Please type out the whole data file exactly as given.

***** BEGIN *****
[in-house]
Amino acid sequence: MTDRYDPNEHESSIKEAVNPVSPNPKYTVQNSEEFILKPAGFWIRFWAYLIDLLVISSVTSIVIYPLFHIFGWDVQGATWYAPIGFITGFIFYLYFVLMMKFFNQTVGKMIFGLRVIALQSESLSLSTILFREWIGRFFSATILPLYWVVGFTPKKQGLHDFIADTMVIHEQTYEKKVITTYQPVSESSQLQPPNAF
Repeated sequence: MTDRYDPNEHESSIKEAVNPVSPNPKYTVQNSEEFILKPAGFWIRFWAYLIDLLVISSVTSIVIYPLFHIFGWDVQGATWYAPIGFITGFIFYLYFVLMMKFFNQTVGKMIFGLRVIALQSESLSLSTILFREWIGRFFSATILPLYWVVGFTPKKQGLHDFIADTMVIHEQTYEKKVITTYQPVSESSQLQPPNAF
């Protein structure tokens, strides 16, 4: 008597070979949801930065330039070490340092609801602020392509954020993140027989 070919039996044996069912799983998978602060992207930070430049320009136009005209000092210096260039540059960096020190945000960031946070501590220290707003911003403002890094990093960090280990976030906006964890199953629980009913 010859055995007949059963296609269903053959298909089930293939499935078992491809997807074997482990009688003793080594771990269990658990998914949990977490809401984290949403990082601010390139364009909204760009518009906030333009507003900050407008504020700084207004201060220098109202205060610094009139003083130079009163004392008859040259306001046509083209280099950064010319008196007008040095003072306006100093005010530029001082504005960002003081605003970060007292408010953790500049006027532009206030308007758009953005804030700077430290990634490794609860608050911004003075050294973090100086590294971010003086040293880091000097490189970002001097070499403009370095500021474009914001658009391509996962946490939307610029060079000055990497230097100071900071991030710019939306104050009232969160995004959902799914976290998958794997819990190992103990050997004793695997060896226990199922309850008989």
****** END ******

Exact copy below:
[in-house]
Amino acid sequence: MTDRYDPNEHESSIKEAVNPVSPNPKYTVQNSEEFILKPAGFWIRFWAYLIDLLVISSVTSIVIYPLFHIFGWDVQGATWYAPIGFITGFIFYLYFVLMMKFFNQTVGKMIFGLRVIALQSESLSLSTILFREWIGRFFSATILPLYWVVGFTPKKQGLHDFIADTMVIHEQTYEKKVITTYQPVSESSQLQPPNAF
Repeated sequence: MTDRYDPNEHESSIKEAVNPVSPNPKYTVQNSEEFILKPAGFWIRFWAYLIDLLVISSVTSIVIYPLFHIFGWDVQGATWYAPIGFITGFIFYLYFVLMMKFFNQTVGKMIFGLRVIALQSESLSLSTILFREWIGRFFSATILPLYWVVGFTPKKQGLHDFIADTMVIHEQTYEKKVITTYQPVSESSQLQPPNAF
């Protein structure tokens, strides 16, 4: 008597070979949801930065330039070490340092609801602020392509954020993140027989 070919039996044996069912799983998978602060992207930070430049320009136009005209000092210096260039540059960096020190945000960031946070501590220290707003911003403002890094990093960090280990976030906006964890199953629980009913 010859055995007949059963296609269903053959298909089930293939499935078992491809997807074997482990009688003793080594771990269990658990998914949990977490809401984290949403990082601010390139364009909204760009518009906030333009507003900050407008504020700084207004201060220098109202205060610094009139003083130079009163004392008859040259306001046509083209280099950064010319008196007008040095003072306006100093005010530029001082504005960002003081605003970060007292408010953790500049006027532009206030308007758009953005804030700077430290990634490794609860608050911004003075050294973090100086590294971010003086040293880091000097490189970002001097070499403009370095500021474009914001658009391509996962946490939307610029060079000055990497230097100071900071991030710019939306104050009232969160995004959902799914976290998958794997819990190992103990050997004793695997060896226990199922309850008989």